The HoloLens SDK was just made available during Microsoft’s largest developer conference /build in San Francisco.

Without a doubt, the HoloLens is the most impressive device in the market in recent history. It is mind blowing and revolutionary but it’s also surprising how the development experience is quite familiar for many developers compared to how different the actual user experience is.

The first dev kit devices are also shipping to a few lucky developers but you can actually start developing for HoloLens even without a device. The emulator works very well; it nicely emulates gazing, the most important gesture, even the speech recognition engine and spatial sound are emulated very well.

Vangos Pterneas, Friend of the Gallery, has a number great posts…

Hololens – The Ultimate Introduction

As an engineer, I used to be quite skeptic about wearable computers. The reason was simple: wearable experiences were just not good enough. A few months ago, I was speaking at the annual Microsoft MVP Summit and I had the opportunity to experience Hololens first-hand. And it totally changed my view.

Hell, it is not “just good”. It’s real. It’s there!

Hololens – The Basics

First things first. Hololens is a lightweight headset that projects holograms in front of your eyes. Using Hololens, you can navigate into the physical world and interact with virtual 3D objects. You can touch, gaze, rotate, and even use your voice to invoke commands.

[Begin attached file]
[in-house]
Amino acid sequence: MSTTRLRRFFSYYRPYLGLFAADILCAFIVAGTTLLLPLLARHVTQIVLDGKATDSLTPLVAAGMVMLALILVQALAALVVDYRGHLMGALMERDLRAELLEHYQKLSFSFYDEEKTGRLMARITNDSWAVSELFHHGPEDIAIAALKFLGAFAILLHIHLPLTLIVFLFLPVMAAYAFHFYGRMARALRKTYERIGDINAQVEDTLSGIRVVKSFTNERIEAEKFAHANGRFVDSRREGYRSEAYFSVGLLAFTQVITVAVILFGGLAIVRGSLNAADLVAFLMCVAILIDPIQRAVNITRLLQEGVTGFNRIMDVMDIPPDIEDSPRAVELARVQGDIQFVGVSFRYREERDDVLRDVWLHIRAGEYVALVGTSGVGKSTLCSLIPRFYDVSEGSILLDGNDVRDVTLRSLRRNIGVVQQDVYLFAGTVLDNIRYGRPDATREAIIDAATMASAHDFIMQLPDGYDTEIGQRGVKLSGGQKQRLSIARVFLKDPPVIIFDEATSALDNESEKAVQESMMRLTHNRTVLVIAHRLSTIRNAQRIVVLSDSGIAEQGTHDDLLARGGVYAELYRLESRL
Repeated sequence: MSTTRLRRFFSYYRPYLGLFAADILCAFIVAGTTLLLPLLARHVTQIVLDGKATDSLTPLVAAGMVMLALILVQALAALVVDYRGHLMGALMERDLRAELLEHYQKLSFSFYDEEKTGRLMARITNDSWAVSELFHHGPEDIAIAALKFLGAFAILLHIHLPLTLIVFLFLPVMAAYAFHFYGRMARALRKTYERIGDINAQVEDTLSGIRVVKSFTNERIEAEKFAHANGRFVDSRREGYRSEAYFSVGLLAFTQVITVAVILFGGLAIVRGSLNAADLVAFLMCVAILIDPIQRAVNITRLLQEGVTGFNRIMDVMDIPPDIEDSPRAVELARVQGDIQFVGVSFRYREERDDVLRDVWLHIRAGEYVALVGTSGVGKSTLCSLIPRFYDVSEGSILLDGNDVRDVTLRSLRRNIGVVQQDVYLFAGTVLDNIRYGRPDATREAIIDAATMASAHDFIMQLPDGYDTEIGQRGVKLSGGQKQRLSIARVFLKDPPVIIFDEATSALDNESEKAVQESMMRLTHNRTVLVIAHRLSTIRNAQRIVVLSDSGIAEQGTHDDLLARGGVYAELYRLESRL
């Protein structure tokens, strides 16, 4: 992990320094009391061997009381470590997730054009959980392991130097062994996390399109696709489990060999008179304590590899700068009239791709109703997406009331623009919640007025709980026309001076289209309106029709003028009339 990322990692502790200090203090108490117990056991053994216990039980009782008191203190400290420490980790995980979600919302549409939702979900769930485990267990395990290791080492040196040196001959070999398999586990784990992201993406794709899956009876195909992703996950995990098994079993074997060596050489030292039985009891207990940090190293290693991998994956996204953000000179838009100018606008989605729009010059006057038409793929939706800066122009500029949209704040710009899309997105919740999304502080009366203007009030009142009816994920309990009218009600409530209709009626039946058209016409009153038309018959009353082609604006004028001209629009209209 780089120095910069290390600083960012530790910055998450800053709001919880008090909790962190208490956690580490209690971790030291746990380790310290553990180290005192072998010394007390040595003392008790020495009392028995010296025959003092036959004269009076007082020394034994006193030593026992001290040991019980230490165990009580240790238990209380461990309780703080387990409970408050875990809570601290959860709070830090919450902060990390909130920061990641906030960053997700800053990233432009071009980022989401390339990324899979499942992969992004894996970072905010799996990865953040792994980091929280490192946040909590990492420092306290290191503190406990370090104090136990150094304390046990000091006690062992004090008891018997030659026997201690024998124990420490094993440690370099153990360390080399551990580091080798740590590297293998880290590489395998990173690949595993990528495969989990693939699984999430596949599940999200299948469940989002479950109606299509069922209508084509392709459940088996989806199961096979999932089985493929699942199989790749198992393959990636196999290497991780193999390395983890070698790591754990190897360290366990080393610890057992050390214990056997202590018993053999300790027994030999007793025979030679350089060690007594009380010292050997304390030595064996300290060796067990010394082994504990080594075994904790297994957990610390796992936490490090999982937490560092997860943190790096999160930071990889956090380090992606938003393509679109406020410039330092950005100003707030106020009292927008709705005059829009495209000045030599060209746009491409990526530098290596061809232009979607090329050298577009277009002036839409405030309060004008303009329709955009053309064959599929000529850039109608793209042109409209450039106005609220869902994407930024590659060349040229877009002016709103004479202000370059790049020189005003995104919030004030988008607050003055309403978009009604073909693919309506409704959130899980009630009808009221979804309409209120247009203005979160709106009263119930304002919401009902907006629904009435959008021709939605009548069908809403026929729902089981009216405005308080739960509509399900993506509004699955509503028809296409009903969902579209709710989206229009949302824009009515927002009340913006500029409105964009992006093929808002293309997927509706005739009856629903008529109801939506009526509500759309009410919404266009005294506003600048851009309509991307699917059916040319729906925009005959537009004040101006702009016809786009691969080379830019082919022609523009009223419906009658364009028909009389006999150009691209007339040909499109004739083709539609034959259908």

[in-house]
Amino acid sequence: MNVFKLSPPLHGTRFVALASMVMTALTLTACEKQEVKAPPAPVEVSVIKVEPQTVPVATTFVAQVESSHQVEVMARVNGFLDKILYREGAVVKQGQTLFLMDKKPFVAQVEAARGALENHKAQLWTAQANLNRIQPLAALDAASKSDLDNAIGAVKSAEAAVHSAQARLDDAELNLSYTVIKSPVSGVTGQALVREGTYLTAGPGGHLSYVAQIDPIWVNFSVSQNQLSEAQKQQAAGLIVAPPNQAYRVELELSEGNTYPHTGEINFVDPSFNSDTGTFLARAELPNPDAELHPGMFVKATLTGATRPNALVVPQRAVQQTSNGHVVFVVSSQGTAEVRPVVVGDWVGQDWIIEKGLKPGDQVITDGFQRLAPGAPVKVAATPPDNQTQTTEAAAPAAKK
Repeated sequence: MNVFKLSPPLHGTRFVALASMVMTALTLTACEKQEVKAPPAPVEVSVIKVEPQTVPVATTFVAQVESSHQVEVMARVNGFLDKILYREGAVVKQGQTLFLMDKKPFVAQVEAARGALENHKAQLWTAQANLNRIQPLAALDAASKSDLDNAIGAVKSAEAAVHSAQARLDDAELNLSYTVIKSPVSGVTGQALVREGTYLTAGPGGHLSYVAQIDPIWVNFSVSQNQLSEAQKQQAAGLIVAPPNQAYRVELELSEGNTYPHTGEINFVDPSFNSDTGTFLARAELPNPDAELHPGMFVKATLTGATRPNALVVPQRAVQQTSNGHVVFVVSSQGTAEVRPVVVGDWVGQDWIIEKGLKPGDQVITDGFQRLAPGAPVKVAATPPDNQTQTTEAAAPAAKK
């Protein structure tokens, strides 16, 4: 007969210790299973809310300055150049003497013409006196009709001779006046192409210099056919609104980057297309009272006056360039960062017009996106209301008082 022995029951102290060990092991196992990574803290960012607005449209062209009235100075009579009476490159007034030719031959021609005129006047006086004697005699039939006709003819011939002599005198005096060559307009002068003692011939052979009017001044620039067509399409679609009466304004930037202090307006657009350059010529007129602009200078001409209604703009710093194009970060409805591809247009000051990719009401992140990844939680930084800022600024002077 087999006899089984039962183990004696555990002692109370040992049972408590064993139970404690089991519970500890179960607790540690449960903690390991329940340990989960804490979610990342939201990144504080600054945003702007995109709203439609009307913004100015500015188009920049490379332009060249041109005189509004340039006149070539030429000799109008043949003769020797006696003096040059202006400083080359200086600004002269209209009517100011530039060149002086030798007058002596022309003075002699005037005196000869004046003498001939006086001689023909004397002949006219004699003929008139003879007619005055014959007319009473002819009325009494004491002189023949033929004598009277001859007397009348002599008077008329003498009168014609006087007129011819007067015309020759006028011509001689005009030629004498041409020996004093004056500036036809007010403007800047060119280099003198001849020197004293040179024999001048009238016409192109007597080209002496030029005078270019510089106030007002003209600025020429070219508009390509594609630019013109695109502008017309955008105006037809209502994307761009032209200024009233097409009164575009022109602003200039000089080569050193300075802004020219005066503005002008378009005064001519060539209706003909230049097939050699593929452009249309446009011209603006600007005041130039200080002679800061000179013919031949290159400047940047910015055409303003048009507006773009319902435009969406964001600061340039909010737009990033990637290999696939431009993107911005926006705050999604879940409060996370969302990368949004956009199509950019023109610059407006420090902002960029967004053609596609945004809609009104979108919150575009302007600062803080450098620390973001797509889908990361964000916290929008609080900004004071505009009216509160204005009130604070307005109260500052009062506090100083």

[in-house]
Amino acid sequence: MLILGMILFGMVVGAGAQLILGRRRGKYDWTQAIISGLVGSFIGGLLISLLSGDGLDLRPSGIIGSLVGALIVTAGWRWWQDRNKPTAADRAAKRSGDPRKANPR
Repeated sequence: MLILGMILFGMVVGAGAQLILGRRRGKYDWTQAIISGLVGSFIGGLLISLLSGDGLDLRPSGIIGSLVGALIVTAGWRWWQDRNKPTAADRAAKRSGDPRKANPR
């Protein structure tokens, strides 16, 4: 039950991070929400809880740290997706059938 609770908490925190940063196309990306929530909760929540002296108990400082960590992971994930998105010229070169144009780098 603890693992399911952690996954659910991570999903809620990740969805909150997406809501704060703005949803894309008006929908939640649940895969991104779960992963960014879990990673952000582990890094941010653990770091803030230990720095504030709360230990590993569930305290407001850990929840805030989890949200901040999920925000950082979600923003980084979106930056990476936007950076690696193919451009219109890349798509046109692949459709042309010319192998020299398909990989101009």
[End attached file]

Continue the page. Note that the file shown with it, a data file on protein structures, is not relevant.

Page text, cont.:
Hololens is equipped with a depth camera. The depth camera can measure the distance between any physical point and the Hololens device. Using the depth sensor, Hololens is able to recreate and understand the world around it! The representation of the various surfaces is called spatial mapping.

Hololens System Requirements

The official Microsoft Hololens SDK is out, so it’s time to start developing our own Hololens apps. First, read an introduction about Hololens.

In this blog post, I would like to inform you about the system requirements and the developer tools you need to install.

Hololens comes with a powerful Windows SDK and a powerful Unity plugin. During the development process, we’ll be using both Visual Studio and Unity3D. Unity is the most advanced 3D gaming engine; plus, it’s extremely easy to get started with it.

The complete Hololens development package includes: